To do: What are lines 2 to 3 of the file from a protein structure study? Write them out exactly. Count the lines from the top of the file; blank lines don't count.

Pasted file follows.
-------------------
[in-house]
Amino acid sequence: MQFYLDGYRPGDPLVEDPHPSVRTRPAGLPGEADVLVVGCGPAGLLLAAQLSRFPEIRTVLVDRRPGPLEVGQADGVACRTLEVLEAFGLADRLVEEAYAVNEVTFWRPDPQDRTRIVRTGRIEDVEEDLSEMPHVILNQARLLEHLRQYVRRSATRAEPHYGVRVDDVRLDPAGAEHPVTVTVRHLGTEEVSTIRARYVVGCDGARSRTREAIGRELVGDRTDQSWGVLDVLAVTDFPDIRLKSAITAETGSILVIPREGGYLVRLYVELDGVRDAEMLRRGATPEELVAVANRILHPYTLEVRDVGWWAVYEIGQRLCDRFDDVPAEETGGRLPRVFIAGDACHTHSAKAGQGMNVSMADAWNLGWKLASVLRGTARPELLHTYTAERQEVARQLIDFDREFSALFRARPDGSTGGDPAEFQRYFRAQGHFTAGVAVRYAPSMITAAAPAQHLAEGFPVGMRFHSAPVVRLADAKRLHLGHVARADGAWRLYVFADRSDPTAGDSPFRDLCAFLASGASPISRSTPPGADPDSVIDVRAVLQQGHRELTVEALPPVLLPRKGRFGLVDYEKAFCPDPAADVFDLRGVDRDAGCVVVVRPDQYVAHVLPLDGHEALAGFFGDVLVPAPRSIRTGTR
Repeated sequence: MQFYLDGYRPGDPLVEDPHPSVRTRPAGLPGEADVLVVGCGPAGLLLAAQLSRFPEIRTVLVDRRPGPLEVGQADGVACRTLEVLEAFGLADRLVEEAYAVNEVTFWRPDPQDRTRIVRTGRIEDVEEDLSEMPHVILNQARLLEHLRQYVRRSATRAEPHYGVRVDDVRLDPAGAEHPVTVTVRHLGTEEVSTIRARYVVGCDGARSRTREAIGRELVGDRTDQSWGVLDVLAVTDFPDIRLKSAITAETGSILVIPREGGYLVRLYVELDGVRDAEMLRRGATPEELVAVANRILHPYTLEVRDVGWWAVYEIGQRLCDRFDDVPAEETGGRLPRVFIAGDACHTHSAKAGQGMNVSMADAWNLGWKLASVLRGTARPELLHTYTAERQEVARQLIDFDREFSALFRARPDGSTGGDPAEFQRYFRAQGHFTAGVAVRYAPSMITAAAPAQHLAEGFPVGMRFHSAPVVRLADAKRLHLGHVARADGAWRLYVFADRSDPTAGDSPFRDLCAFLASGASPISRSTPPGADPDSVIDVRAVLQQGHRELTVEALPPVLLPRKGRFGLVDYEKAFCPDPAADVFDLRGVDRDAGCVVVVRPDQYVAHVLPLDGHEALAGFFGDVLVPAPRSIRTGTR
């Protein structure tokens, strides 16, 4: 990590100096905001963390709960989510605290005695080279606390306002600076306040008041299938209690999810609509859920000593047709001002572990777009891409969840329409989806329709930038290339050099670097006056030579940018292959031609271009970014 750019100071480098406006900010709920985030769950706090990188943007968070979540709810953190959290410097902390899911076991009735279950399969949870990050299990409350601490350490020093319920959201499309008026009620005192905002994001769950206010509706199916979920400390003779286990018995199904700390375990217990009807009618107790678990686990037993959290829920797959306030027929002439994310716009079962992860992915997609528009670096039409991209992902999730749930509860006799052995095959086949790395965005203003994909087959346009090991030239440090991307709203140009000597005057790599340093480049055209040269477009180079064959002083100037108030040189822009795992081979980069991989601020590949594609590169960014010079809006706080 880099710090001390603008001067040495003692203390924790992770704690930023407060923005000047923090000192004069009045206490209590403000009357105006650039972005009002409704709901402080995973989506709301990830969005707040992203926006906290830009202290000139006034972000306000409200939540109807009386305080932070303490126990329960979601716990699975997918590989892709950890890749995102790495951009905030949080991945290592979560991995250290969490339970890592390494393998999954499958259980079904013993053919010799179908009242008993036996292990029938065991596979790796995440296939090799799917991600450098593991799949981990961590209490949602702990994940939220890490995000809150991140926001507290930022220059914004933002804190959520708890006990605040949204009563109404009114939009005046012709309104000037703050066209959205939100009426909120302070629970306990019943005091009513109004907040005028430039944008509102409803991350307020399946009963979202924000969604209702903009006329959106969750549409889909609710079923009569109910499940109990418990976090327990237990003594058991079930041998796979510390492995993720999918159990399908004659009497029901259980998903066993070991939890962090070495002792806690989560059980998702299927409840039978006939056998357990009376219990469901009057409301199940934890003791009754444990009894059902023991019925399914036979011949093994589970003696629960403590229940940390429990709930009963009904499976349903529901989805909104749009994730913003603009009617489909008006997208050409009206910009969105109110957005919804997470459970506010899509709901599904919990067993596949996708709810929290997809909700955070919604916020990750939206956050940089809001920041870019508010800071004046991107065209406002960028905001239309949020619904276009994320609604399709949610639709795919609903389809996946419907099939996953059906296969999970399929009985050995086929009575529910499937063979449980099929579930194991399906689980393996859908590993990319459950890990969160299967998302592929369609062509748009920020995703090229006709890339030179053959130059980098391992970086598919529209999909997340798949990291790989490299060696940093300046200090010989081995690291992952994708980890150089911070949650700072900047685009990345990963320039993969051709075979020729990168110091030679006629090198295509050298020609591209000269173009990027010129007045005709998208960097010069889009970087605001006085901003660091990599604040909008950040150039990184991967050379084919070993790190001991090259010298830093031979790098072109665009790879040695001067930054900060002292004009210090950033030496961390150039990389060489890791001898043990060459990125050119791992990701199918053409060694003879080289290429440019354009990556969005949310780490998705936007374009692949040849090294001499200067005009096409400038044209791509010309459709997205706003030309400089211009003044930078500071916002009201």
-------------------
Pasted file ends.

Amino acid sequence: MQFYLDGYRPGDPLVEDPHPSVRTRPAGLPGEADVLVVGCGPAGLLLAAQLSRFPEIRTVLVDRRPGPLEVGQADGVACRTLEVLEAFGLADRLVEEAYAVNEVTFWRPDPQDRTRIVRTGRIEDVEEDLSEMPHVILNQARLLEHLRQYVRRSATRAEPHYGVRVDDVRLDPAGAEHPVTVTVRHLGTEEVSTIRARYVVGCDGARSRTREAIGRELVGDRTDQSWGVLDVLAVTDFPDIRLKSAITAETGSILVIPREGGYLVRLYVELDGVRDAEMLRRGATPEELVAVANRILHPYTLEVRDVGWWAVYEIGQRLCDRFDDVPAEETGGRLPRVFIAGDACHTHSAKAGQGMNVSMADAWNLGWKLASVLRGTARPELLHTYTAERQEVARQLIDFDREFSALFRARPDGSTGGDPAEFQRYFRAQGHFTAGVAVRYAPSMITAAAPAQHLAEGFPVGMRFHSAPVVRLADAKRLHLGHVARADGAWRLYVFADRSDPTAGDSPFRDLCAFLASGASPISRSTPPGADPDSVIDVRAVLQQGHRELTVEALPPVLLPRKGRFGLVDYEKAFCPDPAADVFDLRGVDRDAGCVVVVRPDQYVAHVLPLDGHEALAGFFGDVLVPAPRSIRTGTR
Repeated sequence: MQFYLDGYRPGDPLVEDPHPSVRTRPAGLPGEADVLVVGCGPAGLLLAAQLSRFPEIRTVLVDRRPGPLEVGQADGVACRTLEVLEAFGLADRLVEEAYAVNEVTFWRPDPQDRTRIVRTGRIEDVEEDLSEMPHVILNQARLLEHLRQYVRRSATRAEPHYGVRVDDVRLDPAGAEHPVTVTVRHLGTEEVSTIRARYVVGCDGARSRTREAIGRELVGDRTDQSWGVLDVLAVTDFPDIRLKSAITAETGSILVIPREGGYLVRLYVELDGVRDAEMLRRGATPEELVAVANRILHPYTLEVRDVGWWAVYEIGQRLCDRFDDVPAEETGGRLPRVFIAGDACHTHSAKAGQGMNVSMADAWNLGWKLASVLRGTARPELLHTYTAERQEVARQLIDFDREFSALFRARPDGSTGGDPAEFQRYFRAQGHFTAGVAVRYAPSMITAAAPAQHLAEGFPVGMRFHSAPVVRLADAKRLHLGHVARADGAWRLYVFADRSDPTAGDSPFRDLCAFLASGASPISRSTPPGADPDSVIDVRAVLQQGHRELTVEALPPVLLPRKGRFGLVDYEKAFCPDPAADVFDLRGVDRDAGCVVVVRPDQYVAHVLPLDGHEALAGFFGDVLVPAPRSIRTGTR